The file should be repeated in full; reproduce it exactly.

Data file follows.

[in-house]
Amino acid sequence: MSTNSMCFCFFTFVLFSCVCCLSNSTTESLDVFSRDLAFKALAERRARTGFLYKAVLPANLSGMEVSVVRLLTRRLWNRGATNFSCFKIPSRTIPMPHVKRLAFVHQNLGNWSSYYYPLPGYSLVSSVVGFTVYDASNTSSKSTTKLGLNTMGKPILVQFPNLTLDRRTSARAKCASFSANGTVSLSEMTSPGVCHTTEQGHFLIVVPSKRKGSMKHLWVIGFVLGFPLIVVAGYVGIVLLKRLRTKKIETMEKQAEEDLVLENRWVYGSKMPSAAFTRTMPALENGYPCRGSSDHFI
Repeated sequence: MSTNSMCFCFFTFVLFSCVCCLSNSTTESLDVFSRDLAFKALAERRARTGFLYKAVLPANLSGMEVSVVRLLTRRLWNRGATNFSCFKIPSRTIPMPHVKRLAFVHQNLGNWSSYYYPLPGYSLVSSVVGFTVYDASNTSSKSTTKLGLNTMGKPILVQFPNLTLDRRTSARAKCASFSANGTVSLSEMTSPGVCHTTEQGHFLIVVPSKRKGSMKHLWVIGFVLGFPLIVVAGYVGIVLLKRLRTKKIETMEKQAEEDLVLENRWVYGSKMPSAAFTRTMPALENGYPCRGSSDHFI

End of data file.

[in-house]
Amino acid sequence: MSTNSMCFCFFTFVLFSCVCCLSNSTTESLDVFSRDLAFKALAERRARTGFLYKAVLPANLSGMEVSVVRLLTRRLWNRGATNFSCFKIPSRTIPMPHVKRLAFVHQNLGNWSSYYYPLPGYSLVSSVVGFTVYDASNTSSKSTTKLGLNTMGKPILVQFPNLTLDRRTSARAKCASFSANGTVSLSEMTSPGVCHTTEQGHFLIVVPSKRKGSMKHLWVIGFVLGFPLIVVAGYVGIVLLKRLRTKKIETMEKQAEEDLVLENRWVYGSKMPSAAFTRTMPALENGYPCRGSSDHFI
Repeated sequence: MSTNSMCFCFFTFVLFSCVCCLSNSTTESLDVFSRDLAFKALAERRARTGFLYKAVLPANLSGMEVSVVRLLTRRLWNRGATNFSCFKIPSRTIPMPHVKRLAFVHQNLGNWSSYYYPLPGYSLVSSVVGFTVYDASNTSSKSTTKLGLNTMGKPILVQFPNLTLDRRTSARAKCASFSANGTVSLSEMTSPGVCHTTEQGHFLIVVPSKRKGSMKHLWVIGFVLGFPLIVVAGYVGIVLLKRLRTKKIETMEKQAEEDLVLENRWVYGSKMPSAAFTRTMPALENGYPCRGSSDHFI